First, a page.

Local cornhole juggernauts win Basin Recreation’s tourney for third time | ParkRecord.com

Local cornhole juggernauts win Basin Recreation’s tourney for third time

For Park City, the Midwest is often a place where people are from but not where they're going – a home supplanted in the heart by the mountains.

But that is not to say it is without its charm. It is, for instance, the likely origin of modern cornhole, or bags, as it is called in the Midwest's northern climes, in which two teams of two compete to score points by throwing bean bags onto a slanted piece of wood with a hole cut in the center.

On Saturday, the heartland's tailgate game came to Park City's Willow Creek Park for the fourth annual Basin Recreation Backyard Bash Cornhole Classic competition.

Among the 10 two-person teams were two-time champions Shawn Levinson and Greg O'Horo, and their neighbors, who were last year's champions, Kevin Maxie and Brad Bassett.

There were also those who hoped to upset everyone's expectations, beat the champions on their home turf, and run away with the pint glass prizes and the title.

"We lost our first game, but it's just a warmup," Tyler Schroll said, standing near the awnings behind the playing field.

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It was a double-elimination tournament, and Schroll was unfazed by his team's rough start. For the past week he had been on the shores of Lake Michigan, unwittingly training for this event during a Fourth of July trip to Traverse City, Michigan.

"It was what I needed," he said of the trip. "Had a beer in the hand, and played cornhole a bunch of times."

Schroll explained that, as a Michigan State University alum, and therefore linked to college football's Big 10 Conference, he felt he had to do his best as a Spartan.

"We took cornhole very seriously at our tailgates," he said. "So if I don't represent Michigan State here today, I'm going to have buddies that are going to give me some crap."

He credited the initial loss to the slick surface of Basin Rec's boards, saying he was having trouble parking the bags where they needed to go.

"It's either been in the hole or it's been nothing," he said. "So I have to get that figured out."

Sam Schwoebel, field event and program coordinator with Basin Recreation, said with the organization's slicker boards, a reliable strategy is to try a lofted shot with a little spin.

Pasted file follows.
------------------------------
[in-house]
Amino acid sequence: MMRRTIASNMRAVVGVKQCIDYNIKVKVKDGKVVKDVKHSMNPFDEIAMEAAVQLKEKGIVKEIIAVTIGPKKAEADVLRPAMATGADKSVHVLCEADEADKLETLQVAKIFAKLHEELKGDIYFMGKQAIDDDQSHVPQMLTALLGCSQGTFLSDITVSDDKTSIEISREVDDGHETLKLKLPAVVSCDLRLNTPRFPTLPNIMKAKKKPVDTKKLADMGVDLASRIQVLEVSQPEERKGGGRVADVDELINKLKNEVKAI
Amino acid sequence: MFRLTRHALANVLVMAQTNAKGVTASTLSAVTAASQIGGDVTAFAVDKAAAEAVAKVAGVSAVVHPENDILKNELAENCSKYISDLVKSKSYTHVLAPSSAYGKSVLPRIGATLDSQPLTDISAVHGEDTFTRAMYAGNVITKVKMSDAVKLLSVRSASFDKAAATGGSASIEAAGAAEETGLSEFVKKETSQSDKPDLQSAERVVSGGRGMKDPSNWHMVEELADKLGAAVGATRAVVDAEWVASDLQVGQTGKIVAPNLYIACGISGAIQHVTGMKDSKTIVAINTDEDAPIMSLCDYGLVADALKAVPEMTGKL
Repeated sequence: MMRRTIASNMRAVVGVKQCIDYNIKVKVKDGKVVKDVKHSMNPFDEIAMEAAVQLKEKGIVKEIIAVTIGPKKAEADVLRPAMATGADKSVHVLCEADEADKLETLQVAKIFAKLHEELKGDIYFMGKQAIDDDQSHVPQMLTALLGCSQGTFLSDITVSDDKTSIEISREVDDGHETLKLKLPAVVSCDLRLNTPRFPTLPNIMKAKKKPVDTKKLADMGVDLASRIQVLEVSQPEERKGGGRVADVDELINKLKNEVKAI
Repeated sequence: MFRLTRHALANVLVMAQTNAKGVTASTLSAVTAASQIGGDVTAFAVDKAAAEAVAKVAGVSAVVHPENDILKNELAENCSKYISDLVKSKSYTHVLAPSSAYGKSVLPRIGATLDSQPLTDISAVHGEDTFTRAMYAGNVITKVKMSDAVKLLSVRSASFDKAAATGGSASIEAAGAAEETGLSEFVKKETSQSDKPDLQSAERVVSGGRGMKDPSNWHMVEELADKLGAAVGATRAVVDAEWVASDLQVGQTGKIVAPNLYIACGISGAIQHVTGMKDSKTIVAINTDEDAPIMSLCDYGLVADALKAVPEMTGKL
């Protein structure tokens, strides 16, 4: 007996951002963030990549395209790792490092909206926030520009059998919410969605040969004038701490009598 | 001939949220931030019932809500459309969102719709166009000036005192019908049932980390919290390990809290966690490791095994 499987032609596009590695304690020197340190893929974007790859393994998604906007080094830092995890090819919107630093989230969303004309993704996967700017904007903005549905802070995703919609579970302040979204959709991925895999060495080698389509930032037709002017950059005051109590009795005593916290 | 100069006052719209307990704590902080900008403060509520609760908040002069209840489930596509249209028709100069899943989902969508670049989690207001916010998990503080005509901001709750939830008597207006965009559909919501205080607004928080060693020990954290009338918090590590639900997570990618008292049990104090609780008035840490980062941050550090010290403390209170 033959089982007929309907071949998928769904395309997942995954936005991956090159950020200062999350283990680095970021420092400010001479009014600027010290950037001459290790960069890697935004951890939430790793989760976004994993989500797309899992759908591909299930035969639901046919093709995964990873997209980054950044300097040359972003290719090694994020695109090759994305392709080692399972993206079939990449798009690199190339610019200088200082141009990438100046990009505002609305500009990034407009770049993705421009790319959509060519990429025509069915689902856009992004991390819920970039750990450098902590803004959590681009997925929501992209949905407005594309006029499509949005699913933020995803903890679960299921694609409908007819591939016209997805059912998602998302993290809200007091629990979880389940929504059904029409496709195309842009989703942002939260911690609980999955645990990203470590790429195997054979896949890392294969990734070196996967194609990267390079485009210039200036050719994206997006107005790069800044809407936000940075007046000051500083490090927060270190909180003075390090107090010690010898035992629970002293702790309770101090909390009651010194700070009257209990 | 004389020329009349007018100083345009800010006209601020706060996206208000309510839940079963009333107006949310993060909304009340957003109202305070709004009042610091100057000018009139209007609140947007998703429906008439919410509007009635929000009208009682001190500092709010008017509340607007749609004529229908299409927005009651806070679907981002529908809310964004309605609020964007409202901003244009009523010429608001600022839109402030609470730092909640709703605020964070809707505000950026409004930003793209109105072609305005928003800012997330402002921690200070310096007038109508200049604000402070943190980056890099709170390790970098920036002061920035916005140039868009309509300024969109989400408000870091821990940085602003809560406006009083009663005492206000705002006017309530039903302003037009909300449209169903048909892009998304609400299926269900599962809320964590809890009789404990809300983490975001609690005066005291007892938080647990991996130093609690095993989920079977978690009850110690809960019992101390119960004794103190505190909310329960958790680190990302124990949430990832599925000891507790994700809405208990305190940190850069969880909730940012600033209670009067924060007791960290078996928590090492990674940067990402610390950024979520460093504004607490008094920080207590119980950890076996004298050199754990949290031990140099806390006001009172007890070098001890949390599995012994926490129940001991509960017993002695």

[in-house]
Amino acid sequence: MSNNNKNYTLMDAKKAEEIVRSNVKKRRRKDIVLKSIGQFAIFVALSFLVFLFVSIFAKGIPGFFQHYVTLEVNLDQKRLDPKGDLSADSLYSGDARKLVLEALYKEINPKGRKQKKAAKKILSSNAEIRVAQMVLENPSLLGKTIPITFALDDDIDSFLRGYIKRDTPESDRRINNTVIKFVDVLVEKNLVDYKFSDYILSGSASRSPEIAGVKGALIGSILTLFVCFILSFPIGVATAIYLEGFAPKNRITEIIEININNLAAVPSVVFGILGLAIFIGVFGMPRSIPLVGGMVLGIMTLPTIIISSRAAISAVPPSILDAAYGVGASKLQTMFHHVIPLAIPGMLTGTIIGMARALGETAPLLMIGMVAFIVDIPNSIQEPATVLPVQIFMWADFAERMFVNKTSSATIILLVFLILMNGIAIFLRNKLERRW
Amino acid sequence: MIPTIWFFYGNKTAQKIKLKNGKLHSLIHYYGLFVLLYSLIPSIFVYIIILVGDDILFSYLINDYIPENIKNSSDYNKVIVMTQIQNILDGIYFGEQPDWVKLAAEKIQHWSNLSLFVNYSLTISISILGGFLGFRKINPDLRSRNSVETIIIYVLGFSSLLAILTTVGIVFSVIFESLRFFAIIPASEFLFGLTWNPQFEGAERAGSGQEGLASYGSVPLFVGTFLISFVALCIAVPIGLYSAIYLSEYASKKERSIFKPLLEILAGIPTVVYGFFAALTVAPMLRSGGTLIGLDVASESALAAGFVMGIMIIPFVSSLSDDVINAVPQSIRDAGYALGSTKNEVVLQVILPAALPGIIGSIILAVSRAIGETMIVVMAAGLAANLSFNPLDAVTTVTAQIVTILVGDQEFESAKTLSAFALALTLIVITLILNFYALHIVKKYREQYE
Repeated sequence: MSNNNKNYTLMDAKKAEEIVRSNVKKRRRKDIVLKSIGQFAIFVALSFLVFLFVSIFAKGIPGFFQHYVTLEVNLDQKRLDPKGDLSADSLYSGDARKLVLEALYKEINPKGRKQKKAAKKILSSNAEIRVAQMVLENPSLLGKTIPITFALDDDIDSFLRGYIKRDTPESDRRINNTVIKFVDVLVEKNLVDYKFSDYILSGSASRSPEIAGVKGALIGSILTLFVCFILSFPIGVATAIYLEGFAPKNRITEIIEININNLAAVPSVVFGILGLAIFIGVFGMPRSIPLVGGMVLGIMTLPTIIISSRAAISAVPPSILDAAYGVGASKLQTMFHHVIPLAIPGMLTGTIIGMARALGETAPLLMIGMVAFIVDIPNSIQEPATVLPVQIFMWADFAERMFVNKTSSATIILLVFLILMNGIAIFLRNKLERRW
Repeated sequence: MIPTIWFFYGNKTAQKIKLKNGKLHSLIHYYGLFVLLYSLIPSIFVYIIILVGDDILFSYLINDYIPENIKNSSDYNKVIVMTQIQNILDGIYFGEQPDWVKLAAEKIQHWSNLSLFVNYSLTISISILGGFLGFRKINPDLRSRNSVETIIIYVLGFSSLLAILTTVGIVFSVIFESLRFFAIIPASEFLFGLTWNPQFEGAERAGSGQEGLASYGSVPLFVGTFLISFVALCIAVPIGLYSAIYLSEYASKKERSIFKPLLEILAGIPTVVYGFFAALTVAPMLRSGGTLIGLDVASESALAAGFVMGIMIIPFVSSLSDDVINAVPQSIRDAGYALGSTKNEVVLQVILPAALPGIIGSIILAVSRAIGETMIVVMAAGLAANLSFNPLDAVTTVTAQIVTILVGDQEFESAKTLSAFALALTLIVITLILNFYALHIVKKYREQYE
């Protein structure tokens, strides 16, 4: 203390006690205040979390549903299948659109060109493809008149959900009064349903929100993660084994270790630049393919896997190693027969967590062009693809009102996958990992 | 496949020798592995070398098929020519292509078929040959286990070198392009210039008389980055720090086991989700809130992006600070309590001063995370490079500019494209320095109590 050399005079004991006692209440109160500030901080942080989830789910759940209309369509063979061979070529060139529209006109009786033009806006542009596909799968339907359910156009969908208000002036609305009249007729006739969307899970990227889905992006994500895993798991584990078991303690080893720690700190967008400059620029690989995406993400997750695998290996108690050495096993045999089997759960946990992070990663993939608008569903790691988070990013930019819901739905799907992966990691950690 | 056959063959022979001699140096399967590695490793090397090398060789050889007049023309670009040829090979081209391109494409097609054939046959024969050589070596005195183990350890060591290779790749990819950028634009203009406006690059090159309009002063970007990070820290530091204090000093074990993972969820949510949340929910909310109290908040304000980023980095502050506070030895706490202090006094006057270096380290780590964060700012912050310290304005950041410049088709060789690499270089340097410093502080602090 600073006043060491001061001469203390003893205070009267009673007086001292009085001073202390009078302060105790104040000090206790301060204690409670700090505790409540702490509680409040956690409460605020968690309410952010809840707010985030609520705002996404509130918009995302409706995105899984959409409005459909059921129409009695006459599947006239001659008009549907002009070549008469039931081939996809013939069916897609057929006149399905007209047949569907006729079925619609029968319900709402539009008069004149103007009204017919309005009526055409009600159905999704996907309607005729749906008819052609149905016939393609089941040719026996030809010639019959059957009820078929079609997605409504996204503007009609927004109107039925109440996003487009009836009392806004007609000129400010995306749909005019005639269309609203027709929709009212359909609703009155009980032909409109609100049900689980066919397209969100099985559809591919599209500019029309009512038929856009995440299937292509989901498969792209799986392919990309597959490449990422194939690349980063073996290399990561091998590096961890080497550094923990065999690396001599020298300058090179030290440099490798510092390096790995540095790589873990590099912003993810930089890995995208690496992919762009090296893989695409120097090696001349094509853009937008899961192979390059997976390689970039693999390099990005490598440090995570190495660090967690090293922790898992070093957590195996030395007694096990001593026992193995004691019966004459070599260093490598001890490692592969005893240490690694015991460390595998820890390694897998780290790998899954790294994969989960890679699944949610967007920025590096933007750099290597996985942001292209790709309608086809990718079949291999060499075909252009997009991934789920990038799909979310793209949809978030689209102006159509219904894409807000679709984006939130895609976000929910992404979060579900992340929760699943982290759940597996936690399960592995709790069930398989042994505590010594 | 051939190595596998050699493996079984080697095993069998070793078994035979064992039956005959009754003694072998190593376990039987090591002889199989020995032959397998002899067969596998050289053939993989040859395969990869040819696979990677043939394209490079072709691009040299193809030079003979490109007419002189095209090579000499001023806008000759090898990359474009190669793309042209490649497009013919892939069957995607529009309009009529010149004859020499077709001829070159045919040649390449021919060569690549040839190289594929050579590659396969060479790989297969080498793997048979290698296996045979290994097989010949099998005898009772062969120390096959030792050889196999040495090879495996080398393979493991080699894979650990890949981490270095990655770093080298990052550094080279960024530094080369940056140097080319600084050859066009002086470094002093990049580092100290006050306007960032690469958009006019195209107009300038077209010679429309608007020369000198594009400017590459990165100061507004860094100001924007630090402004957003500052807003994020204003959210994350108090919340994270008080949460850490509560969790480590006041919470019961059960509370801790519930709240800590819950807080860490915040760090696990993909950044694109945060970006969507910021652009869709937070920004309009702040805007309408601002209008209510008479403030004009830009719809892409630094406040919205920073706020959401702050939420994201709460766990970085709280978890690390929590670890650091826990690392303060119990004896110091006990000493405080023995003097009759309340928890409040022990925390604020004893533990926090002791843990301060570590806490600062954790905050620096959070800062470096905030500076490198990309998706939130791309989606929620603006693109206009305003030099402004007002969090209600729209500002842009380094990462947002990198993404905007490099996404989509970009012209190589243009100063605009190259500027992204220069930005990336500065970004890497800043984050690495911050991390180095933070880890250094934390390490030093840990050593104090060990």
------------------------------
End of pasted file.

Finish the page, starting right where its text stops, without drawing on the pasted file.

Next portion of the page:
But Schroll never got the chance to perfect the technique. He was between a rock and a hard place that afternoon, as he played Levinson and O'Horo out of the gate and lost, then in the second round, faced the team that took third, and lost to them, too.

Maxie and Bassett advanced, beating O'Horo and Levinson and putting them into the losers' bracket. But Levinson and O'Horo fought their way out, defeating the third place team to advance to the finals.

The other competitors, who had all been eliminated, pulled up a line of lawn chairs beside the finals game to watch the cornhole juggernauts battle for the title.

Both teams competed fiercely, sometimes in volleys of three bags sunk in the hole each per turn, but O'Horo and Levinson started to pull away. A three-point shot won the first game for O'Horo and Levinson.

However, Bassett and Maxie had not lost before, and the double-elimination format required a rematch, so the bags started flying again.

The teams ridiculed each other in speech that would make a pirate blush – like only two teams that have played each other many, many times, on friendly terms, can.

"They are best friends, neighbors, and we play them all the time," said O'Horo, who, according to his Facebook account, attended Springfield College in Springfield, Massachusetts.

He had the honor of sinking the final shot to beat Bassett and Maxie 21-13.

As he let go of the bag, he called his shot.

"That's game," he said, just as the bag reached its apogee.

It was the third time in four years his team had won the Backyard Bash.

"When you see it going through the air, you almost know it's dropping right on and you're golden," O'Horo said. "It's nerve-wracking when it leaves your hand, but once you know it's on a good path, then all of a sudden you put a little smile on your face."

Levinson and O'Horo received their pint glasses with the event's name on them and a pair of socks each.

To prepare for the tournament, Levinson said the two "drank a lot."

O'Horo added that they had also spent countless hours playing the game in their front yard.

"It takes a bunch to get a cornhole body," he joked. "It's pretty tough out here."

Bassett said he and Maxie had no one to blame but themselves.

"We've got to get back to training," Bassett cracked. "We have to get back to the film sessions too."

In reality, that meant playing more games in the front yard against their neighbors.

One of the contestants offered a simple rhyme to sum up the competition.

"There are good ships and there are wood ships," he said. "But the best ships are friendships."